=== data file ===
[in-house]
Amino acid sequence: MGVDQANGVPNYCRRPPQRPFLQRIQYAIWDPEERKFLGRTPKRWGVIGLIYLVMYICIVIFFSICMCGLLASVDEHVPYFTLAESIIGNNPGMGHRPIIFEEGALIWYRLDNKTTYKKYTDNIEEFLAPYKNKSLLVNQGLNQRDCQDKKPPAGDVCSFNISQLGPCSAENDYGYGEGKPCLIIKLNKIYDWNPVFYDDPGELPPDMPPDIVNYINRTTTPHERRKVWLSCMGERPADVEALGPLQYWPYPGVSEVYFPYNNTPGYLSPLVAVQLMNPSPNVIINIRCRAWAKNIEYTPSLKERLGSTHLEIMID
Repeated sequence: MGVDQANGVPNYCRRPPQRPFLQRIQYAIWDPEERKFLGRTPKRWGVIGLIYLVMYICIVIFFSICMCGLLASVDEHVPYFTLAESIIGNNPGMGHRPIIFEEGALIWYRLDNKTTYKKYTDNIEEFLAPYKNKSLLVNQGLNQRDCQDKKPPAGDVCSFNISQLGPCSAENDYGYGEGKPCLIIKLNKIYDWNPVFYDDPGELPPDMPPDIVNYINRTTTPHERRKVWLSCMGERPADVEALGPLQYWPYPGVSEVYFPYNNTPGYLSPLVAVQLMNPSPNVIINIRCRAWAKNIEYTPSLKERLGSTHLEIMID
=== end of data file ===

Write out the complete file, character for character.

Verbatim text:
[in-house]
Amino acid sequence: MGVDQANGVPNYCRRPPQRPFLQRIQYAIWDPEERKFLGRTPKRWGVIGLIYLVMYICIVIFFSICMCGLLASVDEHVPYFTLAESIIGNNPGMGHRPIIFEEGALIWYRLDNKTTYKKYTDNIEEFLAPYKNKSLLVNQGLNQRDCQDKKPPAGDVCSFNISQLGPCSAENDYGYGEGKPCLIIKLNKIYDWNPVFYDDPGELPPDMPPDIVNYINRTTTPHERRKVWLSCMGERPADVEALGPLQYWPYPGVSEVYFPYNNTPGYLSPLVAVQLMNPSPNVIINIRCRAWAKNIEYTPSLKERLGSTHLEIMID
Repeated sequence: MGVDQANGVPNYCRRPPQRPFLQRIQYAIWDPEERKFLGRTPKRWGVIGLIYLVMYICIVIFFSICMCGLLASVDEHVPYFTLAESIIGNNPGMGHRPIIFEEGALIWYRLDNKTTYKKYTDNIEEFLAPYKNKSLLVNQGLNQRDCQDKKPPAGDVCSFNISQLGPCSAENDYGYGEGKPCLIIKLNKIYDWNPVFYDDPGELPPDMPPDIVNYINRTTTPHERRKVWLSCMGERPADVEALGPLQYWPYPGVSEVYFPYNNTPGYLSPLVAVQLMNPSPNVIINIRCRAWAKNIEYTPSLKERLGSTHLEIMID